Since then, between us, we've been through three pregnancies (hmm, does that mean it's my turn again?) and along the way, we've found that as far out of the mainstream as we might be, with our parenting choices, you are swimming way over there with us.
Under the best of circumstances, it would be important to have a therapist who understands and supports the parenting choices that we're making, but given how difficult the early weeks were, and other issues that have arisen along the way, it's been even more crucial.
When I read other mothers' stories of their experiences with mental health professionals regarding breastfeeding, postpartum depression, and the like, I almost feel guilty for having had such great support!
Based on these women's accounts, I can easily imagine that many a therapist seeing me at two, three or five weeks postpartum would have told me that breastfeeding was just too upsetting for me, that I was on the brink of postpartum depression and that I should stop putting so much pressure on myself, accept that I was one of those women who "just can't breastfeed," and switch to formula.
I can't imagine anything that would have been worse for my mental health.
Instead, you told me that everything I was feeling was not only normal, but absolutely to be expected, given the circumstances. You commiserated with me about how much pumping - for lack of a better word - sucks. You understood, as only another nursing mother can, how important this was to me, and encouraged me to stick with it.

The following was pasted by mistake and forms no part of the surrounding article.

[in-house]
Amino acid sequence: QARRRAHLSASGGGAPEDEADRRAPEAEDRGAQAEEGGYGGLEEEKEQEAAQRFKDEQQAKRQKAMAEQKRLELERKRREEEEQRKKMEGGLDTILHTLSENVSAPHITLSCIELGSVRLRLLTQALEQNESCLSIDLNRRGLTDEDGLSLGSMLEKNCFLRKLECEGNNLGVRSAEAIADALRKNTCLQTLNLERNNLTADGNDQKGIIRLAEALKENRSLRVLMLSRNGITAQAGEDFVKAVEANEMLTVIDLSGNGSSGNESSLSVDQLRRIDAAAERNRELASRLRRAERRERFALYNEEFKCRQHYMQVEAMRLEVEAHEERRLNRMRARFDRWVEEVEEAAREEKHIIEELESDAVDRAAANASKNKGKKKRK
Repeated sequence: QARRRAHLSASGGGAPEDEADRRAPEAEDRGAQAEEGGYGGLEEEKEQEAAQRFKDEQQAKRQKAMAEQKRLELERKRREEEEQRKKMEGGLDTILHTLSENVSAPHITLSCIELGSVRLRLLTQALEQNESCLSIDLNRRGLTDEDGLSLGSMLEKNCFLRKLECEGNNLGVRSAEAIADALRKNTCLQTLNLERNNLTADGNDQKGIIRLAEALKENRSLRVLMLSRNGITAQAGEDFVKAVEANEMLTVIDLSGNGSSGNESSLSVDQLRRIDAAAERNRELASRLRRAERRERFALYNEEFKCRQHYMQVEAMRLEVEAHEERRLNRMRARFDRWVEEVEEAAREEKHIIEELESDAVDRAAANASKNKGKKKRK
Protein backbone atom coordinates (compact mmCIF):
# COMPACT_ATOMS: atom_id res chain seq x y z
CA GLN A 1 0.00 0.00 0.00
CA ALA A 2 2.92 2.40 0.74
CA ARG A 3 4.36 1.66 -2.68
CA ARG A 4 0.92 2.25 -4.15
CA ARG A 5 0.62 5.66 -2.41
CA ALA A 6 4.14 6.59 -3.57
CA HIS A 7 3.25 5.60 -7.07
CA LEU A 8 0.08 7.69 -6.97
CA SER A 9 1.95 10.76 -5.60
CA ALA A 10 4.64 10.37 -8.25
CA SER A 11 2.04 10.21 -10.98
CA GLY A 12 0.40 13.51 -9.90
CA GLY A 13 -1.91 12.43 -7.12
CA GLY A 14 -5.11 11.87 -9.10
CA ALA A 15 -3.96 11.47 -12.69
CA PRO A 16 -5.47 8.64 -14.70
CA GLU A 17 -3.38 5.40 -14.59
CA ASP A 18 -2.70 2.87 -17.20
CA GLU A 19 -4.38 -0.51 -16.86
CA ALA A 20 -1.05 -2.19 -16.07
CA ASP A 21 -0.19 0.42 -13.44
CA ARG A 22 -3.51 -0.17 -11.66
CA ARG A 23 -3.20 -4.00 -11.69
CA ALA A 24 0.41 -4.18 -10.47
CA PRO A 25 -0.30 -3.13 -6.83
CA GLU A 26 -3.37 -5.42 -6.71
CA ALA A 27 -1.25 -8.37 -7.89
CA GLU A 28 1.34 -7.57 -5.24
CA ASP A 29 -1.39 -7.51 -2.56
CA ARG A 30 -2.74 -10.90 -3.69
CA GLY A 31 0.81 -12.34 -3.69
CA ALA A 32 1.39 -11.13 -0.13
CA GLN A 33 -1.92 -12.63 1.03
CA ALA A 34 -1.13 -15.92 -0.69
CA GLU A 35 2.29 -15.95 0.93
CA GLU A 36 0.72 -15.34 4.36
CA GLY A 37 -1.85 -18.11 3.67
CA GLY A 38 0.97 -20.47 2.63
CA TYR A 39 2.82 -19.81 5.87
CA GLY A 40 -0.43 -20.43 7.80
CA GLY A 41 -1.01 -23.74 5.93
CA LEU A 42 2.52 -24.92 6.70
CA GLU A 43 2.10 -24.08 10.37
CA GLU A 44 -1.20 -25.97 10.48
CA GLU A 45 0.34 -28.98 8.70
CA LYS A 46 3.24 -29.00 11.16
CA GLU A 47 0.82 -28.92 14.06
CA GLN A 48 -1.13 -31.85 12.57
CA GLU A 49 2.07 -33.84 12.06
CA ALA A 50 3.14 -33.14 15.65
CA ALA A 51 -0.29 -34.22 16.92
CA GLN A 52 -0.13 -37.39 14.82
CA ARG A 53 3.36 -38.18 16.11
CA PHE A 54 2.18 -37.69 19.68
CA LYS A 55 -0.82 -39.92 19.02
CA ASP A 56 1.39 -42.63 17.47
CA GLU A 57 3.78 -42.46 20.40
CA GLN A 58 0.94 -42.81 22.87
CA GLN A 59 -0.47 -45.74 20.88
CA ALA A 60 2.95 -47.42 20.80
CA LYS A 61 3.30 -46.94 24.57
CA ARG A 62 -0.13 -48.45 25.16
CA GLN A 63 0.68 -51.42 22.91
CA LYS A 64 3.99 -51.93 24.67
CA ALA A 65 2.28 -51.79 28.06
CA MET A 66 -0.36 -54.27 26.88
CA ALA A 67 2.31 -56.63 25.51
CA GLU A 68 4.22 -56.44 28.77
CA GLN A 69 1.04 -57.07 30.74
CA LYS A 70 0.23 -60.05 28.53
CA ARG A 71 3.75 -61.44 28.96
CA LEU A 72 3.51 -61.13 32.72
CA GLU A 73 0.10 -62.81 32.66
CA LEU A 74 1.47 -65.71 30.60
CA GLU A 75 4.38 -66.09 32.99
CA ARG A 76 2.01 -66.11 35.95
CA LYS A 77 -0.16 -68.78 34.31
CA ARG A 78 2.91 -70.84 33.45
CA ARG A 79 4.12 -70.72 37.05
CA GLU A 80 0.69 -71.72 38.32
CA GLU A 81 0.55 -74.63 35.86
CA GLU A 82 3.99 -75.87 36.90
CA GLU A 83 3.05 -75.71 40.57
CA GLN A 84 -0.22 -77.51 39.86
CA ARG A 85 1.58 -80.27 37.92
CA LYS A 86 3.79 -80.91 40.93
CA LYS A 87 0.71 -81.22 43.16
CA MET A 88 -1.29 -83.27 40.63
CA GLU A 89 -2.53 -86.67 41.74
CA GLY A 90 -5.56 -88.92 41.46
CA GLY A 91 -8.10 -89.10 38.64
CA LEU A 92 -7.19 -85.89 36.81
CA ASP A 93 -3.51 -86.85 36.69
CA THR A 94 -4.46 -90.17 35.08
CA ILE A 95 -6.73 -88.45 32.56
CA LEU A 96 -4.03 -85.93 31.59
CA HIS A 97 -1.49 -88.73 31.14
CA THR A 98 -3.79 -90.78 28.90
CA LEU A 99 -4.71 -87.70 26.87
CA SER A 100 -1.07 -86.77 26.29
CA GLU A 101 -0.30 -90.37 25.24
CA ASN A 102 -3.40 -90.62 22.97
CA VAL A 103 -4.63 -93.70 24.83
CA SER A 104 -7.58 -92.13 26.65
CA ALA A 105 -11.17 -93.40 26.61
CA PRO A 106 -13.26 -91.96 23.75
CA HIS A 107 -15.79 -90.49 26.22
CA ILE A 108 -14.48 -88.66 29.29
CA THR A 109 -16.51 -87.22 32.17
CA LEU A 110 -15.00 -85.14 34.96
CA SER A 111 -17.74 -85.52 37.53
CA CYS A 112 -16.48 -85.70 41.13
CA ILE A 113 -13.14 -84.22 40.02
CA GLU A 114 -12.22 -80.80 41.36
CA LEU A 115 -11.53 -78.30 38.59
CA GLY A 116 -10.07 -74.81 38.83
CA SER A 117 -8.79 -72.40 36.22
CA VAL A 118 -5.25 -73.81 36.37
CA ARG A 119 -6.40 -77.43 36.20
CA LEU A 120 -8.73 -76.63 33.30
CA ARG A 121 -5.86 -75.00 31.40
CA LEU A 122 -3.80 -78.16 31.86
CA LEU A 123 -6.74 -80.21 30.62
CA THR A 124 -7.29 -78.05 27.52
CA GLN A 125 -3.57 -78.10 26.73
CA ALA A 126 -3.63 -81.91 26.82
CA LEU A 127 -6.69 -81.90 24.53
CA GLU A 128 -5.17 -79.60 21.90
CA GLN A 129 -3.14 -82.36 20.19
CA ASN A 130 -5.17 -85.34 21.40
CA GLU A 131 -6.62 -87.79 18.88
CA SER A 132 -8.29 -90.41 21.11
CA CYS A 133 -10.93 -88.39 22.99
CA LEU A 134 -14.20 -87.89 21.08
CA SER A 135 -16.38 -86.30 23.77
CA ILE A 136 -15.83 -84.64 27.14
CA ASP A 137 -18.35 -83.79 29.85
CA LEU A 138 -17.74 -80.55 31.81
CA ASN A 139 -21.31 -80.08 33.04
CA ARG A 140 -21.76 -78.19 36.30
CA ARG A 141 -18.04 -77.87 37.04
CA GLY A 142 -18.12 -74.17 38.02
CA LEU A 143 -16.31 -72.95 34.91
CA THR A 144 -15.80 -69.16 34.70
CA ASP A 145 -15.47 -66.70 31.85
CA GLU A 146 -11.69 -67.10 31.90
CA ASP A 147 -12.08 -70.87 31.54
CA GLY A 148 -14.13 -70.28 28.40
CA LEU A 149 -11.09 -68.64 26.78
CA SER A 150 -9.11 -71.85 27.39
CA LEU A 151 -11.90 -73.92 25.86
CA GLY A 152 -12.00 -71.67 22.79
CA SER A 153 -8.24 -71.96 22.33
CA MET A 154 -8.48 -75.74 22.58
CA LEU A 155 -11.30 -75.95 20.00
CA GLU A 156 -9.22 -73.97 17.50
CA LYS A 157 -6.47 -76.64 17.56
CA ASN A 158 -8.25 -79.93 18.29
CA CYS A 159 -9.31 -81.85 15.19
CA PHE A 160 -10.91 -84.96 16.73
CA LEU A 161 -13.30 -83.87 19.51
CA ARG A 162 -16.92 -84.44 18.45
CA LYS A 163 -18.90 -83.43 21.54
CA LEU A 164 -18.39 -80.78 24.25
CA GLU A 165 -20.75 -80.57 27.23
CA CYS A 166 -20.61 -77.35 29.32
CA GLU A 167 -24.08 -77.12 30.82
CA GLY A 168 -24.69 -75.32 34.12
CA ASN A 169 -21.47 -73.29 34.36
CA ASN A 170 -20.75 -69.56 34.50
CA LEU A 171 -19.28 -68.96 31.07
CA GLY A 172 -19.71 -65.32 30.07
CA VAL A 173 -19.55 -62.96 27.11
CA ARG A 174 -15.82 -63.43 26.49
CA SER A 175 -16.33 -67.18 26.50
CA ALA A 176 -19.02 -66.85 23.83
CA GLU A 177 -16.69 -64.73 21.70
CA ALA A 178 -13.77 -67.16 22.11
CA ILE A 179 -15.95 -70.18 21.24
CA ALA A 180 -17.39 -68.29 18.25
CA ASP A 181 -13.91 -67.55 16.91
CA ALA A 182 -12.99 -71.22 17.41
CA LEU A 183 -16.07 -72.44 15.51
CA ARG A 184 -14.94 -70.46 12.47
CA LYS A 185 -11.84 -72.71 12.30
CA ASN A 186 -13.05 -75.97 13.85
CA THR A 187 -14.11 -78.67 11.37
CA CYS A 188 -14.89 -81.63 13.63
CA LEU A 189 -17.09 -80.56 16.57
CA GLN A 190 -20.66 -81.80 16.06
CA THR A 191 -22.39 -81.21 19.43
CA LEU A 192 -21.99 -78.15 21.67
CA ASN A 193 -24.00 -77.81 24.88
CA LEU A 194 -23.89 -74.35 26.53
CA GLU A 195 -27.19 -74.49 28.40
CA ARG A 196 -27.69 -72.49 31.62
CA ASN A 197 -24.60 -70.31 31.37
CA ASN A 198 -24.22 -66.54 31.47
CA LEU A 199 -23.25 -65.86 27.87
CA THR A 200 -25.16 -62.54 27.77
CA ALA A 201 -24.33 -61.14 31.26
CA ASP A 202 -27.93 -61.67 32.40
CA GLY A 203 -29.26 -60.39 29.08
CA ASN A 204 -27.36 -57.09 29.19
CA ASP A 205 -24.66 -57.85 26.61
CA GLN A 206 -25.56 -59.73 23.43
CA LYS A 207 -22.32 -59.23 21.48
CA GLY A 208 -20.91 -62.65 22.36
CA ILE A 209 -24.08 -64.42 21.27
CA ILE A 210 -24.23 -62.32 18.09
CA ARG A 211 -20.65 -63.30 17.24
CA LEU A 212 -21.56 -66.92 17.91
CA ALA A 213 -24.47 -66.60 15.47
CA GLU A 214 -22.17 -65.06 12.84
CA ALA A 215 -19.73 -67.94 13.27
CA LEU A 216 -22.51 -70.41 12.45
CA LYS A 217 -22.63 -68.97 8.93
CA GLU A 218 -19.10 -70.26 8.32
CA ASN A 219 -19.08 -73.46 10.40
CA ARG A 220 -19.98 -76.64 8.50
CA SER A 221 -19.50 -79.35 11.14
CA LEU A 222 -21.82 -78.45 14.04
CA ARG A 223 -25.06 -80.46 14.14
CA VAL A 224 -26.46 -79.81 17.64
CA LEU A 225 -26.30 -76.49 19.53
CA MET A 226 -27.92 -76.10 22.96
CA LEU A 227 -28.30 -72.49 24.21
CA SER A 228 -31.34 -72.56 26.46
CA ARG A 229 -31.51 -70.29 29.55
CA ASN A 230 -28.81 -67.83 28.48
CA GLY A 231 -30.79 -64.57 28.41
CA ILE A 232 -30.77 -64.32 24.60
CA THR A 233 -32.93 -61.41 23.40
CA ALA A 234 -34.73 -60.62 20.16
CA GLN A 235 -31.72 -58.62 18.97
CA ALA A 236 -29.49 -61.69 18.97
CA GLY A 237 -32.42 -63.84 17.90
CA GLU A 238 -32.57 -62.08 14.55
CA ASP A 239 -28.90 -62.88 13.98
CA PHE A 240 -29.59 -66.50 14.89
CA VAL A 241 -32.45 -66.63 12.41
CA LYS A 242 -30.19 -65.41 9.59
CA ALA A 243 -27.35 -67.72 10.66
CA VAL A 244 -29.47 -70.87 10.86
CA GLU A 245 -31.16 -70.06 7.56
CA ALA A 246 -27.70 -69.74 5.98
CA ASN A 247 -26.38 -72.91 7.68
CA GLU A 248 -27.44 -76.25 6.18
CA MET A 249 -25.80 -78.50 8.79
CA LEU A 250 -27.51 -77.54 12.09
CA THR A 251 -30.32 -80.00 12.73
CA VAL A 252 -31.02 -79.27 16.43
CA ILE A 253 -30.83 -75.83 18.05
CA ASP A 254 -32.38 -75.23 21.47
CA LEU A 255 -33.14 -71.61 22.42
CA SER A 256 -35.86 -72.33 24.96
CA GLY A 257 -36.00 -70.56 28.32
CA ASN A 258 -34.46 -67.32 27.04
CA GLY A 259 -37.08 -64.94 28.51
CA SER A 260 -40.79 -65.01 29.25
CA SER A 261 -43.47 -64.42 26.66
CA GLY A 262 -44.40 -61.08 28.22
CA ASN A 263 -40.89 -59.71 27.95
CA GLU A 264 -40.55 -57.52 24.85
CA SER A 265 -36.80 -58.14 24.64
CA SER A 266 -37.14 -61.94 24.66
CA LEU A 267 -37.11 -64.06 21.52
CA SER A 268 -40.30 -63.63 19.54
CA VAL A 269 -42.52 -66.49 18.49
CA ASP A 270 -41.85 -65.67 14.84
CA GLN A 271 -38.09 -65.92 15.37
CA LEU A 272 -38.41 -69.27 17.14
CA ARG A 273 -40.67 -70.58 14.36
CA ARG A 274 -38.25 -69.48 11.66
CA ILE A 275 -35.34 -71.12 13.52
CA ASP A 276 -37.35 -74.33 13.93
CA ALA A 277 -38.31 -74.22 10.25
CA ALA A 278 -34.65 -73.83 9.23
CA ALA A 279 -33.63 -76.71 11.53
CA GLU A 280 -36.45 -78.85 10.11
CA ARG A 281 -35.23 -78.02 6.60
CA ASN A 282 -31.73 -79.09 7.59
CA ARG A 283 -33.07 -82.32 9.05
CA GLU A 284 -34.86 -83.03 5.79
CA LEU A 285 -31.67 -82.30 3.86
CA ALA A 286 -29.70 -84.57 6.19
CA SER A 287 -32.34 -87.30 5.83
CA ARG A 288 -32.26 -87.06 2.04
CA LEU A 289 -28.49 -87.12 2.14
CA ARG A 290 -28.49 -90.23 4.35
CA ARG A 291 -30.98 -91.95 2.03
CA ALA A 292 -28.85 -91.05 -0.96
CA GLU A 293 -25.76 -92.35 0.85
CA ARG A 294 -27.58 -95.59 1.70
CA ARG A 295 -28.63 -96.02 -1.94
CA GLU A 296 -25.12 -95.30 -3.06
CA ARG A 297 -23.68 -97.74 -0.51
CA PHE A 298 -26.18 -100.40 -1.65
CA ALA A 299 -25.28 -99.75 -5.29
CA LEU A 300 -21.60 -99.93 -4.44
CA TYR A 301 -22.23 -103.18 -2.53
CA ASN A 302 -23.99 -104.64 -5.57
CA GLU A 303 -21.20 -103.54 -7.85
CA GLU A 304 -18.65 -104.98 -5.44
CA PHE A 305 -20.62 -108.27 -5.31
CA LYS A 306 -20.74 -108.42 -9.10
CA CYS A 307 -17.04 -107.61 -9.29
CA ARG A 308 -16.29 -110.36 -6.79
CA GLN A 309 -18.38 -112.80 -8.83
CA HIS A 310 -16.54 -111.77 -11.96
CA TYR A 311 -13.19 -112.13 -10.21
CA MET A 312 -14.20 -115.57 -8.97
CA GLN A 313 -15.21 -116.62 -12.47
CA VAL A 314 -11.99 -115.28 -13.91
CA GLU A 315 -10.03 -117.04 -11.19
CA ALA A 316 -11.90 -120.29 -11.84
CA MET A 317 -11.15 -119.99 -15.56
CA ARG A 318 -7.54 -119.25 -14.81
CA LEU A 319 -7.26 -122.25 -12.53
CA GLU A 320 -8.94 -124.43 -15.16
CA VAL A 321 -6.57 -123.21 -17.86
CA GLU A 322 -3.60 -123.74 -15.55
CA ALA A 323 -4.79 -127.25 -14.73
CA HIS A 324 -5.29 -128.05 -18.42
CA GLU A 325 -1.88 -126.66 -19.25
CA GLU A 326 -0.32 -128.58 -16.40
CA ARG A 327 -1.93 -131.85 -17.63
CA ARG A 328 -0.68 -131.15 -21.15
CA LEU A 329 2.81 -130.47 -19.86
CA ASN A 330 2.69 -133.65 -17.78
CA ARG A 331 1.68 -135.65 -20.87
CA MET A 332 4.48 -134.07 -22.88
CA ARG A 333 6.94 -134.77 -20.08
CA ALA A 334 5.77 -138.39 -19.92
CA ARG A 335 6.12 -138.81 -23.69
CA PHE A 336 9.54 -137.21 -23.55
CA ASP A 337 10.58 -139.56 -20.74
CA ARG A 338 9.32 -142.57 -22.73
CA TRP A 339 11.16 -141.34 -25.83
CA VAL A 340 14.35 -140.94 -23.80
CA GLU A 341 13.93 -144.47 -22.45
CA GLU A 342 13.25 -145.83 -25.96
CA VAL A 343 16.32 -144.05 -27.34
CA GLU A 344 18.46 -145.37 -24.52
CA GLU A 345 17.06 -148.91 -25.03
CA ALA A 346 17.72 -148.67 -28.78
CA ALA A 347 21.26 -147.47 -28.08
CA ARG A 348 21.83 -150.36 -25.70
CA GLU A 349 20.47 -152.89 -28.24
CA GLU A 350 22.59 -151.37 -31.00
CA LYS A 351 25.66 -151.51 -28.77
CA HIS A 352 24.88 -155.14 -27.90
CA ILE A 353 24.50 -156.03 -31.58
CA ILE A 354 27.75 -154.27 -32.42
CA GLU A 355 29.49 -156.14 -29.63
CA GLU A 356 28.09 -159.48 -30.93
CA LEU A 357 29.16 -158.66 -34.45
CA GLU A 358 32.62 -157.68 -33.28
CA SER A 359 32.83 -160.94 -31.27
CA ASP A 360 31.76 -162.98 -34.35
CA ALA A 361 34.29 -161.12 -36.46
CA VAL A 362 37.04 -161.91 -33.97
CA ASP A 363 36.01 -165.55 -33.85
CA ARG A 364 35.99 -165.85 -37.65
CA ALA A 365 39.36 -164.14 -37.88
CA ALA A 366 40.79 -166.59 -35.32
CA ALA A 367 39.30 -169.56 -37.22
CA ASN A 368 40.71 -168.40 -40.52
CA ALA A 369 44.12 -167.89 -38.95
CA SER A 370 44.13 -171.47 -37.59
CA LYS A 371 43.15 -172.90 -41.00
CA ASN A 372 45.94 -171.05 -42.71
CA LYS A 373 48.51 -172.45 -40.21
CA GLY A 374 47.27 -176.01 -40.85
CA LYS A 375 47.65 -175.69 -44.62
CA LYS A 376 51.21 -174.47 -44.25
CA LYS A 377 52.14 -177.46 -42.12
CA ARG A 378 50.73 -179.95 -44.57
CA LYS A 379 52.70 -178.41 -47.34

Of course, before Peeper was born, before she was even conceived, you were with us every step of the way, helping us to deal with the whole process of making her (Including months of biting your tongue about your own pregnancy as, week after week, we talked about our baby plans!), and wrote not one, but two letters to our fertility clinic, telling them that we weren't too crazy to have a baby.
And you've been with us through all the ups and downs of her first year - not only our breastfeeding struggles, but all of her health questions, her surgery, and so many other things that we've dealt with as new parents.
Through it all, you've supported and understood - not just intellectually, but really understood - our parenting choices, and helped us to feel secure in them, even in the face of criticism.
All the advice and encouragement in the world would not have mattered without your support.
From day one - from long before day one - you have been there for me, for Peeper - for our family.
I know you've not always completely understood all my neuroses - and there have been plenty - but you have accepted them, and have supported me through them.
You gave Peeper all her feedings for the first few weeks when I couldn't bear to give her a bottle myself.
Then you gave her no feedings for months, when I couldn't bear for anyone to give her a bottle.
You hung in there with us, encouraging me to put her to the breast as often as possible, even when I'd have rather skipped it, because it hurt so much when she refused.
You held me as I cried, and held her as I pumped, and helped me hold her to try to nurse, and never suggested I should give up.
You listened to endless hours of nipple-talk.
You were there for us both in those difficult early days, and you've been there for us all along, even when we've not been so fun to be around.
There is nothing I love more than to watch you and Peeper together; it makes me so happy to see you making each other so happy.